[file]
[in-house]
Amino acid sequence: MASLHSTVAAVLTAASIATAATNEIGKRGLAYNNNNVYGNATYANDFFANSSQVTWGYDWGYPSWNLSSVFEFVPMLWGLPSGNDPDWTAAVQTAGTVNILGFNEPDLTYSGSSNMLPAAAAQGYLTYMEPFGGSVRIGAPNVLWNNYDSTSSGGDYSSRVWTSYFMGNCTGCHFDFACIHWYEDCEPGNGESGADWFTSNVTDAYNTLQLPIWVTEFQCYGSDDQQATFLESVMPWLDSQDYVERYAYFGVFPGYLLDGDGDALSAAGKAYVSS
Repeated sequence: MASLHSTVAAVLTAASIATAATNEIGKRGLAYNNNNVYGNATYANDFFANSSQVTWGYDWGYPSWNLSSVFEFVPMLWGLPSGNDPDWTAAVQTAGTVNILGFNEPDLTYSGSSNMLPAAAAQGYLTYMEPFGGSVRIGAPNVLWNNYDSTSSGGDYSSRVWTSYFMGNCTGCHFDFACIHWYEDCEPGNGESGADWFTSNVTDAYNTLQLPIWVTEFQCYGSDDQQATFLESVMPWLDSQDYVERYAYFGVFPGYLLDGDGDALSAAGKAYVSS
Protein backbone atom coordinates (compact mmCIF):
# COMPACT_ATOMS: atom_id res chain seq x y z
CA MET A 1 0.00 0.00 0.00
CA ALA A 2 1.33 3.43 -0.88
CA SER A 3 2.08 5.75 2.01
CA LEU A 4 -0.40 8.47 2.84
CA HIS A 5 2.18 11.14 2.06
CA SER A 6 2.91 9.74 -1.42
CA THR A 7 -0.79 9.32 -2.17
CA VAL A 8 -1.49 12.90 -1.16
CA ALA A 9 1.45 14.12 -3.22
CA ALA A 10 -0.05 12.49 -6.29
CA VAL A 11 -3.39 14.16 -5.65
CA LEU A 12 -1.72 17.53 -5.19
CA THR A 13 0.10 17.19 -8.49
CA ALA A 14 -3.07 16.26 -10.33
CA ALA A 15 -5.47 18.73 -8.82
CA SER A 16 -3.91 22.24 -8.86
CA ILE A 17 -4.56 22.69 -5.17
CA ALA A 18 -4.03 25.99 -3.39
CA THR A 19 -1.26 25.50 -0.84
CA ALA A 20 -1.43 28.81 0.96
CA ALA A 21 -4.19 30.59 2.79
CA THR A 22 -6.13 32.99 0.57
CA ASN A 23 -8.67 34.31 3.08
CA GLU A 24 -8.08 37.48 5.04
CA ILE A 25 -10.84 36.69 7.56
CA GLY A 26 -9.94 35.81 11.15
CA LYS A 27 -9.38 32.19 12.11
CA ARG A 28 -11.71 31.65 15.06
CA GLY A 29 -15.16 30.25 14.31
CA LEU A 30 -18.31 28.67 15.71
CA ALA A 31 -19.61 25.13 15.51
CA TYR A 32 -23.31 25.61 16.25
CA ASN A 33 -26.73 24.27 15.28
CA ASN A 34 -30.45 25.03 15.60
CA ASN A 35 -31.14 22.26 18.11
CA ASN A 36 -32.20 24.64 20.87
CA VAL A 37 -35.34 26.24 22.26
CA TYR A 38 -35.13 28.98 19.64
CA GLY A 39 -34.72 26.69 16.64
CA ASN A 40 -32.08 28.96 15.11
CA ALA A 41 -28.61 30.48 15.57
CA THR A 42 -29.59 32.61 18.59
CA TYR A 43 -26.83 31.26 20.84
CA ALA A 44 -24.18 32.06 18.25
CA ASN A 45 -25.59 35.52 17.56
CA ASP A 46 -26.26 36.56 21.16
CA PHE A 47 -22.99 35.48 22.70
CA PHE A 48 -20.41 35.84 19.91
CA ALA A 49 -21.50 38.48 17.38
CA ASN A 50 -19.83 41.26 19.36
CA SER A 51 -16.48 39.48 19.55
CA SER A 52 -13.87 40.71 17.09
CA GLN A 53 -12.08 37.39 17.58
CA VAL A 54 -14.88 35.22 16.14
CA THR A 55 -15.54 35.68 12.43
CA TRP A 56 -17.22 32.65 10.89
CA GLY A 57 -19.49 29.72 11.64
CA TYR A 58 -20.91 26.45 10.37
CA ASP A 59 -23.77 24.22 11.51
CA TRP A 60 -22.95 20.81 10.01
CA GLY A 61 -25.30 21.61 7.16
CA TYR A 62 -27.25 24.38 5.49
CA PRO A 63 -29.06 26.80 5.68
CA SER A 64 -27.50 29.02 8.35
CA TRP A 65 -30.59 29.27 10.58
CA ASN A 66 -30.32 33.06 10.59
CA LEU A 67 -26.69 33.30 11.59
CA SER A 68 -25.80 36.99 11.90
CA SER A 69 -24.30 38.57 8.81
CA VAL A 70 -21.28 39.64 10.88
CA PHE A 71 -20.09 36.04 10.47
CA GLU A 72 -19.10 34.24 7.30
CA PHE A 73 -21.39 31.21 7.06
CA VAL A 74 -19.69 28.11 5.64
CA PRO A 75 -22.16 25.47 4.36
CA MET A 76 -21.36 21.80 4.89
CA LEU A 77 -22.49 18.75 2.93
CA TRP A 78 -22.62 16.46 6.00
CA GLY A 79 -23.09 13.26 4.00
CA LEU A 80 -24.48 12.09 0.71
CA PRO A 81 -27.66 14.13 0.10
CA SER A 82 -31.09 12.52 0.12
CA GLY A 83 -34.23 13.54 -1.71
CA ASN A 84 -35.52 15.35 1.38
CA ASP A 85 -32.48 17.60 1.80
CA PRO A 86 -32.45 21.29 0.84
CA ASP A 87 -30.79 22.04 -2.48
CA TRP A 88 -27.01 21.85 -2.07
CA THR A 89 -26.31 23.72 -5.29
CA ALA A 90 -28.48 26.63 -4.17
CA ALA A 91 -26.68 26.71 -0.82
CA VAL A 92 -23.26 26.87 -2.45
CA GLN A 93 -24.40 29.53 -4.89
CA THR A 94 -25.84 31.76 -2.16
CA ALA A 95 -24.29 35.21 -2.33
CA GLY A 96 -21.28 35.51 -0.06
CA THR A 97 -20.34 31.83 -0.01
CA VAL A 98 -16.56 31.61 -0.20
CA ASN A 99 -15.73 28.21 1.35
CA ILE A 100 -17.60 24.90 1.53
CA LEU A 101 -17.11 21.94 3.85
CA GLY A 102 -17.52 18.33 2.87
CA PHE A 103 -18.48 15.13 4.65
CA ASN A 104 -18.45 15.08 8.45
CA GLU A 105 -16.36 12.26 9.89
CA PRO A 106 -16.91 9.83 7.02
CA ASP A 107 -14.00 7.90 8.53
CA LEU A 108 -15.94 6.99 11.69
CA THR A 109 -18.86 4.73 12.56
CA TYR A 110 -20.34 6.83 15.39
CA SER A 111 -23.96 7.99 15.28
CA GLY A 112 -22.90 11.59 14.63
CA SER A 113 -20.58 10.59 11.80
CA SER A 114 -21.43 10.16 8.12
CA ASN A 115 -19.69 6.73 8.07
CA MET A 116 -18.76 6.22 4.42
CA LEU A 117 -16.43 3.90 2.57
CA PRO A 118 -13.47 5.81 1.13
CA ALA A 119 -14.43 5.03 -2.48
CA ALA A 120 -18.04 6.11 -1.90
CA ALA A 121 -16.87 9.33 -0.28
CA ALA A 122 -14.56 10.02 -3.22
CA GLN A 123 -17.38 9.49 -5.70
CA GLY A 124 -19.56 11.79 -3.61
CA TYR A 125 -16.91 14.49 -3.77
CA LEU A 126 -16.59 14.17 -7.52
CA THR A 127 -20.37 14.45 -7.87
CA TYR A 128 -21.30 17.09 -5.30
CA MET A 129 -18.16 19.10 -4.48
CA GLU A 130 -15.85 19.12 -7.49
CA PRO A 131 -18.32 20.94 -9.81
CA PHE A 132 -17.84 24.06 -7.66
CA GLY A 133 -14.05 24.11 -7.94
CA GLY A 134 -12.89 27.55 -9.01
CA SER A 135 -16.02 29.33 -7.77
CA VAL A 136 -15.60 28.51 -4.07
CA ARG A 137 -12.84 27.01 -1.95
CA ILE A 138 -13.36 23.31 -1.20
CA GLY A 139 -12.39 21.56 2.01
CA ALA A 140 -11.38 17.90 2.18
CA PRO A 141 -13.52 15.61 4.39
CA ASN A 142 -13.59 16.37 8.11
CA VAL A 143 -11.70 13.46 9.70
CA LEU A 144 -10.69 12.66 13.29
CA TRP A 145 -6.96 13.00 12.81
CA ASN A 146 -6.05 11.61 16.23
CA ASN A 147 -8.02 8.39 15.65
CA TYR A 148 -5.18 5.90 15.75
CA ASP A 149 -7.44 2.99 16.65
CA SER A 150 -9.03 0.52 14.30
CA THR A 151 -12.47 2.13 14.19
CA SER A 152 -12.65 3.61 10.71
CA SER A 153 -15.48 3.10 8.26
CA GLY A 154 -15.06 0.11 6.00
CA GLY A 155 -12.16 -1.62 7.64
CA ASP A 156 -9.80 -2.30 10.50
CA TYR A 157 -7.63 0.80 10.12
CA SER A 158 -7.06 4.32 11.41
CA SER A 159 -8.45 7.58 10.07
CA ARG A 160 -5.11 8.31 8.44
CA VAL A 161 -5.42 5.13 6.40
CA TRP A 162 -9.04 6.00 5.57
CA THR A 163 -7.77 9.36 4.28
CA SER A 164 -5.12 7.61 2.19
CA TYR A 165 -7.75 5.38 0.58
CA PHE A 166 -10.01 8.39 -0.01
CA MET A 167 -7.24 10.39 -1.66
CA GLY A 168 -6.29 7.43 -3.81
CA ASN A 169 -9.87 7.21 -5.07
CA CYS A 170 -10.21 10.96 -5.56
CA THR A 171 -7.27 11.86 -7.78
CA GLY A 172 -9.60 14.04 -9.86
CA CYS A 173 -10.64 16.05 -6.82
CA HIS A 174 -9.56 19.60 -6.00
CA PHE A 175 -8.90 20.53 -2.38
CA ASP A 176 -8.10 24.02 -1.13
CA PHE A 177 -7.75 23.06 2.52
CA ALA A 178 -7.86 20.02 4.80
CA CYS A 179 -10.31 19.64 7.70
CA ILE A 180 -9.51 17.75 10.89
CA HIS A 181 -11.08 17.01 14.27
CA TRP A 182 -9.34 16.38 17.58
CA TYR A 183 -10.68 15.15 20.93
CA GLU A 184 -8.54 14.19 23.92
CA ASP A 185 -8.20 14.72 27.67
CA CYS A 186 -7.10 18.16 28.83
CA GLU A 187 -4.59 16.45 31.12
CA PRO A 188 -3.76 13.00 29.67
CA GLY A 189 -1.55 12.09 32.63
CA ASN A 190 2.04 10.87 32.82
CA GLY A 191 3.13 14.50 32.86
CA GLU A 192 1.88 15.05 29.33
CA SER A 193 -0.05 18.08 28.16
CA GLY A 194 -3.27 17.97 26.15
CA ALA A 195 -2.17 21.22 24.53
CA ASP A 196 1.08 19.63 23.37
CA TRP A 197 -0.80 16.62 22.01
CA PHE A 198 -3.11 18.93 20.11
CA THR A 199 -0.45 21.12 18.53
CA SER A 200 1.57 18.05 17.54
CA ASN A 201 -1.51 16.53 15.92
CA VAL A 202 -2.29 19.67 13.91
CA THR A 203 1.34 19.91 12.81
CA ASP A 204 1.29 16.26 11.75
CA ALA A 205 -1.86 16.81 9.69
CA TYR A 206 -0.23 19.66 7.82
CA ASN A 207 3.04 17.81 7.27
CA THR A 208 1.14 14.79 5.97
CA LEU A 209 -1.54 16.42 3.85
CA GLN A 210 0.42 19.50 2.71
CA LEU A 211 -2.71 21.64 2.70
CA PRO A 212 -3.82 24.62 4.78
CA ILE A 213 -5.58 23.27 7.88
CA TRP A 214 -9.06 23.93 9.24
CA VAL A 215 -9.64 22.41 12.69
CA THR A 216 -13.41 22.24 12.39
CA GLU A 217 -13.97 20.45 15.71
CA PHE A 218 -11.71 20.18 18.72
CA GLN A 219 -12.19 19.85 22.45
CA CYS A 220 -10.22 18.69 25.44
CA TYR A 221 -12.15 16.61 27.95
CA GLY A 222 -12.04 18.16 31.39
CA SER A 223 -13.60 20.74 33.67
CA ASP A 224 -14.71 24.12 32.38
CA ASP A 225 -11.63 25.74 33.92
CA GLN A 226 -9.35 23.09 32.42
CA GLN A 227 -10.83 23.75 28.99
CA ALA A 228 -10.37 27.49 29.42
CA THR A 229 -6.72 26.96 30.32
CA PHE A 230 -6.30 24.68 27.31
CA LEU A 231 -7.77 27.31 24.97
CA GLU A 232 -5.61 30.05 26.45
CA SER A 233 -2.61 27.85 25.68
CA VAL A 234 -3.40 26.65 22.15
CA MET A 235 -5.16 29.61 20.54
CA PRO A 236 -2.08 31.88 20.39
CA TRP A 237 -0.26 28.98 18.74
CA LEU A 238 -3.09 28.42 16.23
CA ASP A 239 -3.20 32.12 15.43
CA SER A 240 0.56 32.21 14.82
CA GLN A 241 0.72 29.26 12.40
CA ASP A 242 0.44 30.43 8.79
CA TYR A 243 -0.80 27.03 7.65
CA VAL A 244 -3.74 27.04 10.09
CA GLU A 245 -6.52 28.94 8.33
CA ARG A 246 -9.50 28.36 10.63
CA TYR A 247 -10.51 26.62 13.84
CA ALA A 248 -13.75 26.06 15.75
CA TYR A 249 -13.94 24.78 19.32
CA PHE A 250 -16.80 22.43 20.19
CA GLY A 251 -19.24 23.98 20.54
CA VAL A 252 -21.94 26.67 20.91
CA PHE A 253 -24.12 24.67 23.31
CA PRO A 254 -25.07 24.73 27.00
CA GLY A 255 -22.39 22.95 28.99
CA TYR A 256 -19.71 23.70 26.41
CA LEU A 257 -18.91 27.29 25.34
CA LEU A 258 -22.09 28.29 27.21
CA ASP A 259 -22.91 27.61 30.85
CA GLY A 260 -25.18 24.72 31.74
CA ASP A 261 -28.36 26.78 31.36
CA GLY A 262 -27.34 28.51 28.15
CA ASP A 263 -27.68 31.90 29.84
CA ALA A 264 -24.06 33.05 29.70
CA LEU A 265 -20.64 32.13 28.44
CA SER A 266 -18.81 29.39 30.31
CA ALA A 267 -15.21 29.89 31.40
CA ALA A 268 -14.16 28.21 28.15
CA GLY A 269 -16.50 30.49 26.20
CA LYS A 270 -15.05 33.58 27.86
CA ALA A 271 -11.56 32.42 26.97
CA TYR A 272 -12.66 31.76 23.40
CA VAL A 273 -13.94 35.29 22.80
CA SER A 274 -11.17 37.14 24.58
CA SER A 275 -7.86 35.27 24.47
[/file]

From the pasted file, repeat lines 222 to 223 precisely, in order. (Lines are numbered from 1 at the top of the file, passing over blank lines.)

CA GLU A 217 -13.97 20.45 15.71
CA PHE A 218 -11.71 20.18 18.72